Anachronistic, incomplete and even misguided, as the reflections of the historian may be, they are prompted by the no small task of placing into consideration the layering below the ground upon which we stand and following the uncertain, if not labyrinthine, paths of the roots that sustain our precarious certitudes. The task of the historian, old or young (this mostly depending on his or her spirit) is also to multiply the tonalities of those voices claiming legitimacy to narrate the stories of the past, hopefully opening space to those that have not been heard. Ehrenberg’s ‘subjective recollections’, framed in the first person as they are, have a significant value in this task of multiplication and diversification, so necessary to enrich our as yet superficial knowledge of the history (past and present) of mail art. It is indeed encouraging to notice that this history still excites anger and dispute, for it signals its pressing importance, first, among those whose lives where once marked by the waiting (and thrill) between one mailing and another. Second, among those youngsters who feel an itchy curiosity to understand early experiences of networked communication, and how they have influenced today’s practices. But, of course, what could these youngsters know? The haven’t made history and most likely they will never even enter history, as this seems to lie outside of their horizon of interests and possibilities. And no matter what they do, in a state of apathy or activity, they will be dismissed for taking (science) fiction for reality. But if we leave this ‘generational trouble’ aside, the most intriguing aspects of this dispute are far and away the coincidences between the old folk and the cyber-youngsters. I cannot but agree with Ehrenberg when he argues that friendship is a feeling and a condition everywhere present in mail art, and (from what I’ve seen in my research) particularly in the mailing practices of Marcos Kurtycz, whose archive attests to his diligence in making sure that his friends kept laughing, kept being provoked, and kept being taken care of by his letter-bombs. A second point of coincidence is the non-existence of mail art as a recognised ‘art form’ during its most active years, a topic that I develop at some length in my text. This is why Helen Escobedo didn’t quite know what to do with Kurtycz’s bombs when she received them. Keeping them in the museum was out of question. This is also why the mailings that we have today are only the remains of thousands of letters, most of which have been lost, and happily so, for they were never intended to become icons. Collecting mail art has been the task of private, spontaneous gatherers, such as Ehrenberg himself, who have kept the history of this practice buried in their cellars, and who only recently started to dig back into them, partly as a result of nutty youngsters asking nutty questions. So yes, mail art did not exist, as we now imagine it, when it first developed. This is natural for all historical processes (Marx wasn’t Marx, the French Revolution wasn’t the French Revolution, Pancho Villa wasn’t Pancho Villa, etc). Consequently, their ‘posthumous’ reconstruction is always problematic, yet somehow inevitable, as we try to make sense of the present amongst the productive noise of rumours and clashing recollections. Who is it then to decide who’s going to tell the final story? Well, there is no final story. Whatever answer one gives to this question, it is bound to be incomplete, if only for the difficulty of hearing the voices of the dead, not to mention the insurmountable challenge of recuperating all the mail art that already lies in the dustbin of history. To conclude I shall say that, after I Googled the words, I also felt ‘flummoxed and flabbergasted by the amount of texts appearing here and there on mail art’. When I first started my thesis on Kurtycz I imagined it would be a rather solitary endeavour (wondering, for instance, whether anyone will ever care about my topic). My thesis supervisor once even suggested that I had invented an artist that did not actually exist, inviting me to watch the mockumentary ‘Un Tigre de Papel’ by Luis Ospina. Yet more and more people do seem to care, and they even have reasons to care (well beyond any secret plot to become mail art dealers, hang ‘letter-bombs’ in the private hospitality of their homes, or finally imprison mail art in a white cube sarcophagus). Those revisiting the history of mail art seem to be looking for something else: perhaps the rusty material supports of early experiences of international networked activism; perhaps a new understanding of institutional critique; most surely the killing of one’s father. What is the point of being young if one does not care about this triune equation? To solve these puzzles neither Google nor Western philosophers do the trick. Do mail artists really help? Probably so, if only for their relentless commitment to be and always remain renegades.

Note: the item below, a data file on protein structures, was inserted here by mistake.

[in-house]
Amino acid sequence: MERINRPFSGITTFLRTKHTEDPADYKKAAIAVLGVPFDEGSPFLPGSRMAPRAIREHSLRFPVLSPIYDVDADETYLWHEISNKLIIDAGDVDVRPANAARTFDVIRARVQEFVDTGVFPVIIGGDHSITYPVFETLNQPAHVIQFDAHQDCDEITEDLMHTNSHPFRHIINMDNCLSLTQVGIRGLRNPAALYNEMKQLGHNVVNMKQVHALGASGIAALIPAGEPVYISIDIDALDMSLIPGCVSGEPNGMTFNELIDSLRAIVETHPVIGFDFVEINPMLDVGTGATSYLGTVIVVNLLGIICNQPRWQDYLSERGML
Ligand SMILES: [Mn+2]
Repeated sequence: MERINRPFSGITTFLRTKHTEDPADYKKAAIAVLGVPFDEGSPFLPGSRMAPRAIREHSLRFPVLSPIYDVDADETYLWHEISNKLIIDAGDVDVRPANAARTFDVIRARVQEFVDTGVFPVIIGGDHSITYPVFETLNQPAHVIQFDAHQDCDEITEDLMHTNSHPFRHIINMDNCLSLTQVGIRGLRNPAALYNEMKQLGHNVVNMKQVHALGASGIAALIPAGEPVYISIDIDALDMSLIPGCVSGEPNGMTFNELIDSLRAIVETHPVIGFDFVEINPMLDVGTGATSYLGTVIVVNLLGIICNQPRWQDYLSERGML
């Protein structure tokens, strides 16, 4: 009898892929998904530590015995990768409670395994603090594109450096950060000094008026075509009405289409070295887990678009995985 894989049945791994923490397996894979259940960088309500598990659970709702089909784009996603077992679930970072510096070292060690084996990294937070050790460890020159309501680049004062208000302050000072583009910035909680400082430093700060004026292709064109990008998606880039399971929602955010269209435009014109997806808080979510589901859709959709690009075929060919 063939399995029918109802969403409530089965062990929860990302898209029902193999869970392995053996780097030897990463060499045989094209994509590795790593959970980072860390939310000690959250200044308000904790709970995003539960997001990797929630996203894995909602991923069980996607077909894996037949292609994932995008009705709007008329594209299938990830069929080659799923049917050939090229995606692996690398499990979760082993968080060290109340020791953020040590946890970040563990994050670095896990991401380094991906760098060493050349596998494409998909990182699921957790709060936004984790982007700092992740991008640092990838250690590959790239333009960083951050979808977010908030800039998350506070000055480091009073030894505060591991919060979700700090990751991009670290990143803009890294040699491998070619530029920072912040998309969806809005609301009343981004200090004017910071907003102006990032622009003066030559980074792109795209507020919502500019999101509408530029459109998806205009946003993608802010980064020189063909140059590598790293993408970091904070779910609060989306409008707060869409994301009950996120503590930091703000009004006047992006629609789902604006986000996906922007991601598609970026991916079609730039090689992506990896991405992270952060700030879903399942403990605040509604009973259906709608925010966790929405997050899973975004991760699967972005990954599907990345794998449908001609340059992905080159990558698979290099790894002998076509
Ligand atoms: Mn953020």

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Anachronistic, incomplete and even misguided, as the reflections of the historian may be, they are prompted by the no small task of placing into consideration the layering below the ground upon which we stand and following the uncertain, if not...

Show more »